In conclusion, the harm done to the standing of the Court in much of the public‚??s eye is another troubling result of this decision. Justice Scalia: ‚??The stuff contained in today‚??s opinion has to diminish the Court‚??s reputation for clear thinking and sober analysis.‚?Ě Justice Alito: ‚??‚?¶[A]ll Americans, whatever their thinking on that issue, should worry about what the majority‚??s claim of power portends.‚?Ě Justice Roberts: ‚??The Court‚?¶orders the transformation of a social institution that has formed a basis for human society for millennia‚?¶Just who do we think we are?‚?Ě

Dr. John A. Sparks is the retired Dean of Arts & Letters, Grove City College, Grove City, Pennsylvania and a Fellow in the Center for Vision & Values at Grove City College. He is a graduate of the University of Michigan Law School and a member of the State Bar of Pennsylvania. He is a frequent contributor to the Center for Vision & Values on U.S. Supreme Court developments.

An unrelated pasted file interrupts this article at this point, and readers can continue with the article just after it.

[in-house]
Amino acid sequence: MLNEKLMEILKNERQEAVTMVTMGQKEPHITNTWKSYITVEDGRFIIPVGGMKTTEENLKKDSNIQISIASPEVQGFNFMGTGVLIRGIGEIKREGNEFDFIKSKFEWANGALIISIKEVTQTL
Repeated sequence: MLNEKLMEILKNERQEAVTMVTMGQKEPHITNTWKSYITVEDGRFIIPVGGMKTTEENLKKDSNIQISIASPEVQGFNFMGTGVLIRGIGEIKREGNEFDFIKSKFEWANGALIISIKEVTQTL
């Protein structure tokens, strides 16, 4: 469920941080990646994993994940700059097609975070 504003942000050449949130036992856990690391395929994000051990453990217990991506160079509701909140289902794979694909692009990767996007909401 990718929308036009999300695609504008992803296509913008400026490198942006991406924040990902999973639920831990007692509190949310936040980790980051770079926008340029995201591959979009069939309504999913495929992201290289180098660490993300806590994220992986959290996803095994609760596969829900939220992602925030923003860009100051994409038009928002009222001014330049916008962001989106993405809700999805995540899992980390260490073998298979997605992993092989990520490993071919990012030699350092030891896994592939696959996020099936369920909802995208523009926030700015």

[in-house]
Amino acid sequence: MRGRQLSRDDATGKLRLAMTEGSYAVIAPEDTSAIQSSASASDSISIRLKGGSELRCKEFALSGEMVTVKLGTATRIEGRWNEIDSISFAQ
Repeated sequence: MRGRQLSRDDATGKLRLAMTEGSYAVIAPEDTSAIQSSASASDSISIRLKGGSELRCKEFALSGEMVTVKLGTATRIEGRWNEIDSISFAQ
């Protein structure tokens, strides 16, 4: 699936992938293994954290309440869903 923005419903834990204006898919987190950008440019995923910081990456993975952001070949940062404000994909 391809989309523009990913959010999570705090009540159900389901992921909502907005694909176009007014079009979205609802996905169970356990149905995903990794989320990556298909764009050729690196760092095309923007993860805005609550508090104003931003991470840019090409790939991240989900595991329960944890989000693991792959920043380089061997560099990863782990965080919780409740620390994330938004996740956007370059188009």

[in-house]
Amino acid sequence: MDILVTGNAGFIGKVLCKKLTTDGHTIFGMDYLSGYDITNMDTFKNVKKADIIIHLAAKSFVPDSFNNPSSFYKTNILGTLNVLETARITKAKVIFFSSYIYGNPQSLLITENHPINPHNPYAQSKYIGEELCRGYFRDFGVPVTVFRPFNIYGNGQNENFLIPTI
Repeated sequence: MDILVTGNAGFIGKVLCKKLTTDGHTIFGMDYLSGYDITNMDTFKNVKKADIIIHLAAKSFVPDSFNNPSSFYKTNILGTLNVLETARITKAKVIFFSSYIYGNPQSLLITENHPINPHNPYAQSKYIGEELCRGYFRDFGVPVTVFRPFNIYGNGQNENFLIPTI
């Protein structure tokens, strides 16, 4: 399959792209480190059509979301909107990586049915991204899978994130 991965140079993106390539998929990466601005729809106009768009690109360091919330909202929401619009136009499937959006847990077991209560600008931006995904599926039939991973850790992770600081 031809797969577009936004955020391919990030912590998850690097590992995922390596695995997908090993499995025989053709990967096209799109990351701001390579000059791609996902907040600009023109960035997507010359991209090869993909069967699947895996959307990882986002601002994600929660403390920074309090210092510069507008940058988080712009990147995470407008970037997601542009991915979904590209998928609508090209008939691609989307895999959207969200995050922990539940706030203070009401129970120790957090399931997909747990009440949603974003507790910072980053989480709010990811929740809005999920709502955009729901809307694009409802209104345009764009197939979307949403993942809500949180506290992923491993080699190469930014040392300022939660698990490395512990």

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What is Wrong with the New Right of Marriage? Obergefell v. Hodges

The laudable ideals of due process and equality have been commandeered by five members of the Supreme Court to remake, in their own image, the oldest and most fundamental institution ‚ÄĒmarriage. That is the immediate result of the Court‚Äôs five-four decision in Obergefell v. Hodges. Justice Kennedy, for the majority writes: ‚Äú‚Ķthe right to marry is a fundamental right inherent in the liberty of the person and under the Due Process and Equal Protection Clauses of the Fourteenth Amendment couples of the same-sex may not be deprived of that right and liberty.‚ÄĚ There are so many things on so many levels wrong with the Kennedy Opinion that it inspired, in the four dissenting justices, a level of outrage that is not normally found issuing from high court judges. Are they justified in what they wrote? Sadly, the answer is yes.